In a small New England town, members of a support group, which boasts a growing membership of 1,500, gather for a "secret" meeting.
"I wanna let you know that you're not alone," the group leader begins.
Twin sisters Audrey and Debbie, who have asked that their last name and hometown be withheld, have also come a long way to share their experiences.
"It was a long, tiresome battle," Audrey said. "It's impacted my life tremendously. I'm still in therapy."
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The group that's assembled for this meeting is not struggling with alcohol, drugs, sex addition or gambling. They're part of Starborn, an alien experience and awareness support group, catering to those who say they've been abducted by aliens.
Many people have wondered: are earthlings living on a speck of dust -- alone in the infinite universe or are there other intelligent life forms out there in the cosmos?
Nearly half of all Americans and millions more globally believe we're not alone, according to a 2000 ABC poll. While 40 million Americans say they have seen or know someone who has seen an unidentified flying object, or UFO, a growing number believe they've actually met aliens.
Audrey and Debbie not only said that aliens exist, but that they've made contact with them. The twins said it started when they were young.
"I was probably about 5 years old or so ... and a bright blue light would come in to the room and the door would open, and there would be like, a foggy kind of misty blue light, just shining through the whole house," Audrey said. "And these two figures would come in. There would be a tall one, they had black capes, but they were bald and had big eyes."
Audrey and her sister call their visitors "The Bald Men," but they're better known in UFO circles as "The Greys," a race of extraterrestrials, categorized by the grayish color of their skin.
The twins' first encounter with aliens, they say, came during childhood and continued into adulthood. They also believe they've been abducted together on the same spaceship -- only to compare stories afterwards.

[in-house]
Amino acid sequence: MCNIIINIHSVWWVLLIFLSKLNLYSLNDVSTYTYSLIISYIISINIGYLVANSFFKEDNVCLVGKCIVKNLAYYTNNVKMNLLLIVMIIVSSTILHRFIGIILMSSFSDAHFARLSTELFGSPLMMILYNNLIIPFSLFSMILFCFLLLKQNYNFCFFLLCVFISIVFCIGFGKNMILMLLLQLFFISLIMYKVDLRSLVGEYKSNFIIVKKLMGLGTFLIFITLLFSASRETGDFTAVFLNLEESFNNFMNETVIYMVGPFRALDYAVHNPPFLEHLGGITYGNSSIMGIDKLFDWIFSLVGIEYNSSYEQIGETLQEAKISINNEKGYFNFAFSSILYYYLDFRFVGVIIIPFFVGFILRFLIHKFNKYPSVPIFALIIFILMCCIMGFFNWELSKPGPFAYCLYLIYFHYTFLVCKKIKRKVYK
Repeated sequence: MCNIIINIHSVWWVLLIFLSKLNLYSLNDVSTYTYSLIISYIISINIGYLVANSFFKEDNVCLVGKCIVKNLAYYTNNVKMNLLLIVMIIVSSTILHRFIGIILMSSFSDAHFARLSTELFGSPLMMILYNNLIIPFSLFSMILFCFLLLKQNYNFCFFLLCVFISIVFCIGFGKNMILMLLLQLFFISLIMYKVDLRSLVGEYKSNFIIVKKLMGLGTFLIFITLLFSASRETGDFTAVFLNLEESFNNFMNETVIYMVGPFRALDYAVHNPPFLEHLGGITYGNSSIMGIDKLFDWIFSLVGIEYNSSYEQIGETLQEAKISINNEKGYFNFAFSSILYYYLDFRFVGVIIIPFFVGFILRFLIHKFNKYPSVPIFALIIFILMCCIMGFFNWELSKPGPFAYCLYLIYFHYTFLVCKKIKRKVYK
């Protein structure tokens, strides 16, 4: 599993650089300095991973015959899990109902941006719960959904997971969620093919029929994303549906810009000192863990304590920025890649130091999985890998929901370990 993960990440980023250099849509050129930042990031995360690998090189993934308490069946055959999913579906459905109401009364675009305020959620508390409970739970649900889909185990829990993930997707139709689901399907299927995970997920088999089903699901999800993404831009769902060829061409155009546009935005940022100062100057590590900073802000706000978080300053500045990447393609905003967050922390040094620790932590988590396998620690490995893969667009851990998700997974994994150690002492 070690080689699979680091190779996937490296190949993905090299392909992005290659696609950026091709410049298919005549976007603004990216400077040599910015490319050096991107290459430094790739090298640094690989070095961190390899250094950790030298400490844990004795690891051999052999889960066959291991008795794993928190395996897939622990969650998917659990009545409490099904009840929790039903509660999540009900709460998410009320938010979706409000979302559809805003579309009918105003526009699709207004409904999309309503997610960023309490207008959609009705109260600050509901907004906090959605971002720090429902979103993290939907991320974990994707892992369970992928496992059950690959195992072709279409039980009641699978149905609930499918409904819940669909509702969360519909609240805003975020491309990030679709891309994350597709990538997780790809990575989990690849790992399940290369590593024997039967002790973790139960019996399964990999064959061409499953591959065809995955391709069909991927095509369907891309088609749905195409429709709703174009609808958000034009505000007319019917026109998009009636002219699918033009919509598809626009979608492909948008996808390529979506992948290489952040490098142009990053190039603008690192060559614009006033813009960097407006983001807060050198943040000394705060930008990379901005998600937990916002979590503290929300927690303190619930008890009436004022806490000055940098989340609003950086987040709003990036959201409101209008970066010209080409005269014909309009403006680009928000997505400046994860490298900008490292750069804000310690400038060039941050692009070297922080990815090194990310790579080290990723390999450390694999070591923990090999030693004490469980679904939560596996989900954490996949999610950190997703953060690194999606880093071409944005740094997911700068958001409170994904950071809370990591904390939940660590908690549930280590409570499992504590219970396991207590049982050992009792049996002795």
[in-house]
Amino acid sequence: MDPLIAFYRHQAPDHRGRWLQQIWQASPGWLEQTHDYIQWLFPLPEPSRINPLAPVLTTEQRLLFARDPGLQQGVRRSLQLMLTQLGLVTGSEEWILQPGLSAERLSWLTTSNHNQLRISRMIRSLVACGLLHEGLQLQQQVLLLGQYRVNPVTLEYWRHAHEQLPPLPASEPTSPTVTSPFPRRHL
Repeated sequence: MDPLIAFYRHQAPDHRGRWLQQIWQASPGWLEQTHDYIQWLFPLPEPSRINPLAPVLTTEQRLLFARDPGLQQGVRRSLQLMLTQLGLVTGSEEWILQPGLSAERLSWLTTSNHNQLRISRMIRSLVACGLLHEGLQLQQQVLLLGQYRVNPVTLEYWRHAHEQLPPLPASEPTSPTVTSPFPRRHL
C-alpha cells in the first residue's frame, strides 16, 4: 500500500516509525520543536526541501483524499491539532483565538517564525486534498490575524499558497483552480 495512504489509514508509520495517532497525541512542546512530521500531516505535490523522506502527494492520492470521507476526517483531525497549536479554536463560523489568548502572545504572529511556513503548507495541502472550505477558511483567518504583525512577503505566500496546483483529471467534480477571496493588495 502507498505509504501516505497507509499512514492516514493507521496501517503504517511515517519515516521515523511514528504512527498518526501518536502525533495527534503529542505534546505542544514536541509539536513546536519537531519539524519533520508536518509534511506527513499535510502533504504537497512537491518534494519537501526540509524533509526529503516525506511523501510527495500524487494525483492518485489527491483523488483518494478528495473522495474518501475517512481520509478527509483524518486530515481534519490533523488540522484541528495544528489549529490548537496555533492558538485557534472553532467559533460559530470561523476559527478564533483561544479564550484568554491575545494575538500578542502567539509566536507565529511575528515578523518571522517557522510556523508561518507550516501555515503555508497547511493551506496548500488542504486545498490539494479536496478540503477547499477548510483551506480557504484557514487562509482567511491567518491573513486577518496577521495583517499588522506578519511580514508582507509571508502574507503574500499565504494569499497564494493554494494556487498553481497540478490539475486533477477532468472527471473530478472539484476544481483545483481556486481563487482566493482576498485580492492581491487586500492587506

"We have been together on abductions," Audrey said. "We have been up in crafts and seen our house from above. So we realized they are not from here. They are very good at mind erasing or whatever you want to call it. They'll leave you with bits and pieces of things you can remember. So we do remember certain things of being there together."
When asked why aliens would continue to abduct them together, the twins had no explanation.
"That's the question I always ask myself," Debbie said. "A lot of times I'll wake up in tears saying, 'Why me? Why me? Why can't this happen to somebody else.'"
No matter what anyone else believes, people like Audrey and Debbie are convinced that what they've witnessed is real.
"I remember one time being on a spaceship and standing there on the spaceship and the floor and the walls disappeared. And I was staring at the Earth," Debbie said.
They said they realize their stories sound too fantastic and, at times, like the stuff of sci-fi blockbusters.
In science fiction, aliens are often anthropomorphic and benign creatures, like "E.T.," "My Favorite Martian," the classic "Star Trek" television series or the hit movie "Close Encounters of the Third Kind."